Lactating mothers who get the COVID-19 booster pass along the antibodies to their children via their breast milk – and potentially protect babies too young to receive the vaccine, a study from the University of Florida Institute of Food and Agricultural Sciences (UF/IFAS) and the UF College of Medicine found.


The study is the third in a series that looks at antibody protection being transferred via breast milk from mothers who received their first two COVID-19 vaccinations and, now, the booster shot. The second publication reported the same antibody transfer via breast milk.

“We think that breast milk may play an important role in protecting the infants during the first six months of life from COVID,” said Dr. Vivian Valcarce, a former UF College of Medicine researcher who worked on this study. She now is an assistant professor at the University of Alabama at Birmingham. “We continue to see babies being hospitalized from COVID-19 infections.”

The study was published in February in Frontiers in Nutrition, and the study was funded by the Gerber Foundation and the Children’s Miracle Network.

Antibody protection

The study looked at how breast milk antibody protection changed when a mother received their first COVID-19 booster shot, said Joseph Larkin, UF/IFAS associate professor of microbiology and cell science and part of UF’s Emerging Pathogens Institute. Researchers looked at the antibody response and antibody functionality in breast milk and tested to see if antibodies were present after the babies drank breast milk with COVID-19 antibodies.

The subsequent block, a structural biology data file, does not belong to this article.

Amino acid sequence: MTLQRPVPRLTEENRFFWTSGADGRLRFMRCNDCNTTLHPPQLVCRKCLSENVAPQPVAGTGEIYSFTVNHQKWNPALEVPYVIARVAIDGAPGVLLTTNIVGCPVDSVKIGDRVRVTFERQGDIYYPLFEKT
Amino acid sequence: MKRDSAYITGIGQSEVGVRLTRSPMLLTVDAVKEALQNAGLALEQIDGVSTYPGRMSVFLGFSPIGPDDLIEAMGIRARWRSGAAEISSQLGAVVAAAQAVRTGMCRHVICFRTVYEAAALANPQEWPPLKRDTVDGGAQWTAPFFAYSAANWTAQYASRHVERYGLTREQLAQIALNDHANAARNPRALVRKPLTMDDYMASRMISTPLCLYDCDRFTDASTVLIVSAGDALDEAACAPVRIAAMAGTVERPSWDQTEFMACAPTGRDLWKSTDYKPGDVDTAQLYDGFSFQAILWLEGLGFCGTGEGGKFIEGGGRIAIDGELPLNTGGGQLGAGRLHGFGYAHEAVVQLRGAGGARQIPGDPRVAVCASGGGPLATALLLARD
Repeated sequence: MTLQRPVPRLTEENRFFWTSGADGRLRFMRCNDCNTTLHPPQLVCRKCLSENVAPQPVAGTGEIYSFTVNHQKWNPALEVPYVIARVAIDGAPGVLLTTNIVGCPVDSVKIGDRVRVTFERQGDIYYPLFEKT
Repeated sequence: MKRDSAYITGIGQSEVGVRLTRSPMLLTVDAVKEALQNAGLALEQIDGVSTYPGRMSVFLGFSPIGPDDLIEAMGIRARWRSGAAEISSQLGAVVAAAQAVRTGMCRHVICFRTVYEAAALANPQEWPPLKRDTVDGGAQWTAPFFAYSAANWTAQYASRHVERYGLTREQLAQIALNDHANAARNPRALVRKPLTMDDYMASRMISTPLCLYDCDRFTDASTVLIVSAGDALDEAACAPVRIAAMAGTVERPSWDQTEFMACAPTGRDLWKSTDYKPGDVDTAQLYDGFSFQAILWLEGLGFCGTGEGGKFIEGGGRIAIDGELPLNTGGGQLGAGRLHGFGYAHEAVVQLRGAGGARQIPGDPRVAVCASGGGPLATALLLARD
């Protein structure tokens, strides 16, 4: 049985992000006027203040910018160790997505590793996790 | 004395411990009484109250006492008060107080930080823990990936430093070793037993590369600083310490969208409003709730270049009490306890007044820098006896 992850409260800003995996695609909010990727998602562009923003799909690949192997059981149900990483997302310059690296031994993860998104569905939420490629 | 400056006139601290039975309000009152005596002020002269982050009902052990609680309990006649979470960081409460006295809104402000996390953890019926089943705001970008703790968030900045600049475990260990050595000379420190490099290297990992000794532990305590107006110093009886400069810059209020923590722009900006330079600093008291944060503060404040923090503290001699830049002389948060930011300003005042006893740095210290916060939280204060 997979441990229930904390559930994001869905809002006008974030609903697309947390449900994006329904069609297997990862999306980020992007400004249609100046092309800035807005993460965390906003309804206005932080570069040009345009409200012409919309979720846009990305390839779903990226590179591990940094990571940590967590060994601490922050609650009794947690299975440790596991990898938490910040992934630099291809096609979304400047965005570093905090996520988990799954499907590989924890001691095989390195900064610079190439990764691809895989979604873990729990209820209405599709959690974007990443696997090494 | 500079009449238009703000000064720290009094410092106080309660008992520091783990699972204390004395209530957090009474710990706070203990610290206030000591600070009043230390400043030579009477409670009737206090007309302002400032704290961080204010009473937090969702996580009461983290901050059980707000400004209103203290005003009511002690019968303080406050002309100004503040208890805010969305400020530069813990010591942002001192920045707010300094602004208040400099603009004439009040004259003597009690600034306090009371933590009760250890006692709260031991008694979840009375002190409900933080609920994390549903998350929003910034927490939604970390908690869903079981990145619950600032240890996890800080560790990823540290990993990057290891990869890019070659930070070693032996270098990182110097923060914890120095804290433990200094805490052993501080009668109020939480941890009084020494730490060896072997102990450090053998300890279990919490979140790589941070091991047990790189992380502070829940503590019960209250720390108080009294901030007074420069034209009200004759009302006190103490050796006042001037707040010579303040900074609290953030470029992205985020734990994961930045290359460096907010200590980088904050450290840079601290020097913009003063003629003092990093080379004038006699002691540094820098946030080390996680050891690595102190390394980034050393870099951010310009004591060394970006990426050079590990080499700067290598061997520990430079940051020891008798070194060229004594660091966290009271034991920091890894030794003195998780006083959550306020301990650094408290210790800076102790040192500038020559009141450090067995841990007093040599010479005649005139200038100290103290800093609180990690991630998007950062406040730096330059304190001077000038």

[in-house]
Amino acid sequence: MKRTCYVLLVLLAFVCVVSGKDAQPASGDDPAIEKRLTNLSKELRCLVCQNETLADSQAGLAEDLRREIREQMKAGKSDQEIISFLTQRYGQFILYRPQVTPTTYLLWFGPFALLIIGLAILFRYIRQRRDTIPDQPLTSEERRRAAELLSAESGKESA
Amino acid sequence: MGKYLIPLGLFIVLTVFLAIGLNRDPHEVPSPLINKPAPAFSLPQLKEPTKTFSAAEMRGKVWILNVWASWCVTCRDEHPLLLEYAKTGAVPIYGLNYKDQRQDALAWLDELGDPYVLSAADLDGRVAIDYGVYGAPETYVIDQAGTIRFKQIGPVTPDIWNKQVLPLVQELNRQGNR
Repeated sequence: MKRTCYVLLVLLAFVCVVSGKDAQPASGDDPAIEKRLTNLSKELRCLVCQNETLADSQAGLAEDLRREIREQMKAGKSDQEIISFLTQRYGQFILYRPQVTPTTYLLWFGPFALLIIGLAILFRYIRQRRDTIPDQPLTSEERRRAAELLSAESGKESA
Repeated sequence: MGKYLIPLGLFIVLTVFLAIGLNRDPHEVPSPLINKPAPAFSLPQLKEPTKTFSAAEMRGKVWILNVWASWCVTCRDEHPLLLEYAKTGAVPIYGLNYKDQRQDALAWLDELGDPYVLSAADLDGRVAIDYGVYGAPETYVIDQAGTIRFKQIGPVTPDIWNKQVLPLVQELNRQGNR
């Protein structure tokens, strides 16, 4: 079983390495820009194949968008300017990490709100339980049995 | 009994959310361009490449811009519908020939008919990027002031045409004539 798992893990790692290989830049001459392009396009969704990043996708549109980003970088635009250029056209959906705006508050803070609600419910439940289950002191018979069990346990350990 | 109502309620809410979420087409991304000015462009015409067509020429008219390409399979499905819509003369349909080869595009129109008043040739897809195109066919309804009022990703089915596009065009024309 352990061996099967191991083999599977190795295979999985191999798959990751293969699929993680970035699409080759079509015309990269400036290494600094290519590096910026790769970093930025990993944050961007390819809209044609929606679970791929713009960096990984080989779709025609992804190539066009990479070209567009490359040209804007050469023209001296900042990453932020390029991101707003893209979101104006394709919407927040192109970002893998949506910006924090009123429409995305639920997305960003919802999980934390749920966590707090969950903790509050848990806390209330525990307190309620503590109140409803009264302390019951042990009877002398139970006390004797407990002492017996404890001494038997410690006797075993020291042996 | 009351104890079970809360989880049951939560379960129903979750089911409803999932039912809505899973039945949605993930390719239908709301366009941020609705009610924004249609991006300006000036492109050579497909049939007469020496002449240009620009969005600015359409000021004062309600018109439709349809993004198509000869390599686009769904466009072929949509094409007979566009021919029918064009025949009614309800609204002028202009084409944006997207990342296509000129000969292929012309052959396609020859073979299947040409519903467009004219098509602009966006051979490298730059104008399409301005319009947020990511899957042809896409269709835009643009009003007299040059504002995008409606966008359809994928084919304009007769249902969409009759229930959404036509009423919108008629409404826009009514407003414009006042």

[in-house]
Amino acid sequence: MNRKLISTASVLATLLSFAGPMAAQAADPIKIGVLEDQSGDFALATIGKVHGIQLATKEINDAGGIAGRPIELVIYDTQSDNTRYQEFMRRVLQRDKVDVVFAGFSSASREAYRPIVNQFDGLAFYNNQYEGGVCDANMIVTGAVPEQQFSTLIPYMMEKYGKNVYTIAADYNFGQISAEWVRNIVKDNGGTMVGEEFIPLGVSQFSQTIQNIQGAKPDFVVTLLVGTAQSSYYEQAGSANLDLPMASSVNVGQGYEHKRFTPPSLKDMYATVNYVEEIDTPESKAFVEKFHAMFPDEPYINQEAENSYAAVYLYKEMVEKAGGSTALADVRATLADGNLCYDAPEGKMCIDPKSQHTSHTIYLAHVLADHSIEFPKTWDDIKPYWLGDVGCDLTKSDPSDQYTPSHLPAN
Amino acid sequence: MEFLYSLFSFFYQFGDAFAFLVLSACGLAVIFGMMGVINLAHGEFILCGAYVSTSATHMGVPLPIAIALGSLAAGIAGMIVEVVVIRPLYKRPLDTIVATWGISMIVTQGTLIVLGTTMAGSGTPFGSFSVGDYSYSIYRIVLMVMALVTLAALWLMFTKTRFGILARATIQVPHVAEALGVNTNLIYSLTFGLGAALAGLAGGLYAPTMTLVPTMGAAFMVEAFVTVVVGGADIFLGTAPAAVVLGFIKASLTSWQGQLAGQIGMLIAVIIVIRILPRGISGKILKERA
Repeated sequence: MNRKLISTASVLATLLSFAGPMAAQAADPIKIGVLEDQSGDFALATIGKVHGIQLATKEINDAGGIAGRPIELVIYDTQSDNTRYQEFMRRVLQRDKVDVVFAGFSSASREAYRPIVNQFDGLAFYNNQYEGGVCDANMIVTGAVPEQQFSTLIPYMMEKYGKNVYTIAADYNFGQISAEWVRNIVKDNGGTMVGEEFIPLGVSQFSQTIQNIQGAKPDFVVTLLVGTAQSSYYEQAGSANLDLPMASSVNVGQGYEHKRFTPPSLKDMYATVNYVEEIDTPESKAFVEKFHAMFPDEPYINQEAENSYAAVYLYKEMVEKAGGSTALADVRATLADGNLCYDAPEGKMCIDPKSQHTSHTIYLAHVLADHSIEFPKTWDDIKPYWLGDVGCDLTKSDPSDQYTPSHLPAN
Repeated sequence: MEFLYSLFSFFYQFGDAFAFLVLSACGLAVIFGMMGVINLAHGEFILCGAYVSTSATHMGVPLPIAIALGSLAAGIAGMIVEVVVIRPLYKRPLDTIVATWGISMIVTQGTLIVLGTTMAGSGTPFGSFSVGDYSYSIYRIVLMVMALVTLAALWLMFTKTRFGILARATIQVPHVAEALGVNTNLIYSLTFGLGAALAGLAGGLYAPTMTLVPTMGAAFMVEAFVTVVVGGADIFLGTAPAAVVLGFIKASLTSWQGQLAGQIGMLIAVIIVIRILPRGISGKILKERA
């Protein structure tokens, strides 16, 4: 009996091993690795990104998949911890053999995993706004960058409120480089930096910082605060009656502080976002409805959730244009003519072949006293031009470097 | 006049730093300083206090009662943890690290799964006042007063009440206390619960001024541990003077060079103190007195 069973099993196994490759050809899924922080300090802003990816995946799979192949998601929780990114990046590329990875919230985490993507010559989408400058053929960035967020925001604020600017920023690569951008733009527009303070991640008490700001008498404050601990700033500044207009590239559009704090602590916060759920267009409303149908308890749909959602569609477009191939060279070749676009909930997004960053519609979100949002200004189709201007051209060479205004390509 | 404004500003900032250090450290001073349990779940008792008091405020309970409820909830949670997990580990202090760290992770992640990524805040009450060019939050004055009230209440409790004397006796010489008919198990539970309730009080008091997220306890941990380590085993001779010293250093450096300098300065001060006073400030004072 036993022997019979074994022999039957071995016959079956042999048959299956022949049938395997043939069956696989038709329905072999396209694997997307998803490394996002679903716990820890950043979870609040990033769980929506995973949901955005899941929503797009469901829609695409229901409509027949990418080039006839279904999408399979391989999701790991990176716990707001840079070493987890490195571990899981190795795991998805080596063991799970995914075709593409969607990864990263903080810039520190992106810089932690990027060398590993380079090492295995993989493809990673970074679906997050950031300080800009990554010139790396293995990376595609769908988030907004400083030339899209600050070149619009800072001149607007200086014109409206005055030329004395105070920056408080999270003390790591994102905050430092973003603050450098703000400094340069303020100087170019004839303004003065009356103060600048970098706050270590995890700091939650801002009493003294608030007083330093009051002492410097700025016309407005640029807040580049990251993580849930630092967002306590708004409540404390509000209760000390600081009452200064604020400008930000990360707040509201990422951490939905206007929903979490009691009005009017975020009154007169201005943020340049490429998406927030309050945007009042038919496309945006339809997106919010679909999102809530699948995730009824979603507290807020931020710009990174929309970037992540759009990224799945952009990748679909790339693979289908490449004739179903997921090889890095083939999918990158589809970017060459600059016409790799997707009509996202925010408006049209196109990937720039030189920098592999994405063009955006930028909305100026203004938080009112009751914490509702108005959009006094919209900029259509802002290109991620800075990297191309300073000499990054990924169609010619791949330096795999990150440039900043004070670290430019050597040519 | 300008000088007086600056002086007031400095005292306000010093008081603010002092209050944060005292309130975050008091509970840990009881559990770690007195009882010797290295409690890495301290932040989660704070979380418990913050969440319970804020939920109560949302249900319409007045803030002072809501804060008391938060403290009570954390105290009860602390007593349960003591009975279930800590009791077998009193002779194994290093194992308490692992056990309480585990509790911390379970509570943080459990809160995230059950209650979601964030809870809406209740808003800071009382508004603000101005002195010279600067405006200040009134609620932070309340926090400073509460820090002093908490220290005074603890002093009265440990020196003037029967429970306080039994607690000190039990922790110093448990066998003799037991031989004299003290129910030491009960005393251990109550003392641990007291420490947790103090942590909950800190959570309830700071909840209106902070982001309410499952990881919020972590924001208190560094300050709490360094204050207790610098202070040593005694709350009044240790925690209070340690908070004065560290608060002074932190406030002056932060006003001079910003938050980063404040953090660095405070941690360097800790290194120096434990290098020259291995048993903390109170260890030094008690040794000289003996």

Larkin said this study suggests that breastfeeding can provide COVID-19 antibodies for infants too young to receive a vaccination – and that the antibodies wane in people’s bodies over time, so getting a booster can provide prolonged protection to babies that drink breast milk.

“When babies are born, they have an immature immune system, so they rely heavily on mom’s immune system,” he said. “Breastfeeding can serve as a gap in between while babies are building their own immune system.”

Transferred through placenta

Larkin said some antibodies are transferred to fetuses through the placenta, as well, but that initial protection also lessens over time.

In this study, 14 lactating mothers and their babies were followed from before they received their COVID-19 booster until after they received their booster shots, Larkin said. Researchers tested the mothers’ blood to confirm their bodies made COVID-19 antibodies after a booster shot, tested breast milk to confirm the milk had antibodies in it and tested babies’ poop to confirm antibodies were present in the babies’ bodies.

To see if the breast milk’s antibodies worked against COVID-19, breast milk was placed in a 96-well plate with a lab-safe COVID virus strain, and researchers found these antibodies from the mother disable the virus, said Lauren Stafford, a UF/IFAS graduate research assistant and Ph.D. candidate in microbiology and cell science.

The study was a collaboration between UF/IFAS and the UF College of Medicine and included Dr. Josef Neu, professor of pediatrics within the division of neonatology at the UF College of Medicine.

“This shows how important breast milk and breastfeeding is for infant health during a pandemic,” Valcarce said.